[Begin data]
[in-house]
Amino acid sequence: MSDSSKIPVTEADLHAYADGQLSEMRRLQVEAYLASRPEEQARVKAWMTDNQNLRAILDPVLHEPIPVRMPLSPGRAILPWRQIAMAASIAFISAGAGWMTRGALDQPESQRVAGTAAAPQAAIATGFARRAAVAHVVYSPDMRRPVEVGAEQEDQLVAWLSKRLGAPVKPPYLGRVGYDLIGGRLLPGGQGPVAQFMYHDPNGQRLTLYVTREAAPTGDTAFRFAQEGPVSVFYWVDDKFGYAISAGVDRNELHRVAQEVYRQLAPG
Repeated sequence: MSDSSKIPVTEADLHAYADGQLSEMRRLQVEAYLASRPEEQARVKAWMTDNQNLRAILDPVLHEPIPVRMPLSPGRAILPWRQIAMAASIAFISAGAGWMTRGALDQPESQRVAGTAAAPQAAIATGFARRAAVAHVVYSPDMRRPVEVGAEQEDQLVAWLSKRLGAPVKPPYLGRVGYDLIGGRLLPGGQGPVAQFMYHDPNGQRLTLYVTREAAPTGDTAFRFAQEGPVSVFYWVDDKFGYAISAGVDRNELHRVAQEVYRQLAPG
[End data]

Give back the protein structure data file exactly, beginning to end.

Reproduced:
[in-house]
Amino acid sequence: MSDSSKIPVTEADLHAYADGQLSEMRRLQVEAYLASRPEEQARVKAWMTDNQNLRAILDPVLHEPIPVRMPLSPGRAILPWRQIAMAASIAFISAGAGWMTRGALDQPESQRVAGTAAAPQAAIATGFARRAAVAHVVYSPDMRRPVEVGAEQEDQLVAWLSKRLGAPVKPPYLGRVGYDLIGGRLLPGGQGPVAQFMYHDPNGQRLTLYVTREAAPTGDTAFRFAQEGPVSVFYWVDDKFGYAISAGVDRNELHRVAQEVYRQLAPG
Repeated sequence: MSDSSKIPVTEADLHAYADGQLSEMRRLQVEAYLASRPEEQARVKAWMTDNQNLRAILDPVLHEPIPVRMPLSPGRAILPWRQIAMAASIAFISAGAGWMTRGALDQPESQRVAGTAAAPQAAIATGFARRAAVAHVVYSPDMRRPVEVGAEQEDQLVAWLSKRLGAPVKPPYLGRVGYDLIGGRLLPGGQGPVAQFMYHDPNGQRLTLYVTREAAPTGDTAFRFAQEGPVSVFYWVDDKFGYAISAGVDRNELHRVAQEVYRQLAPG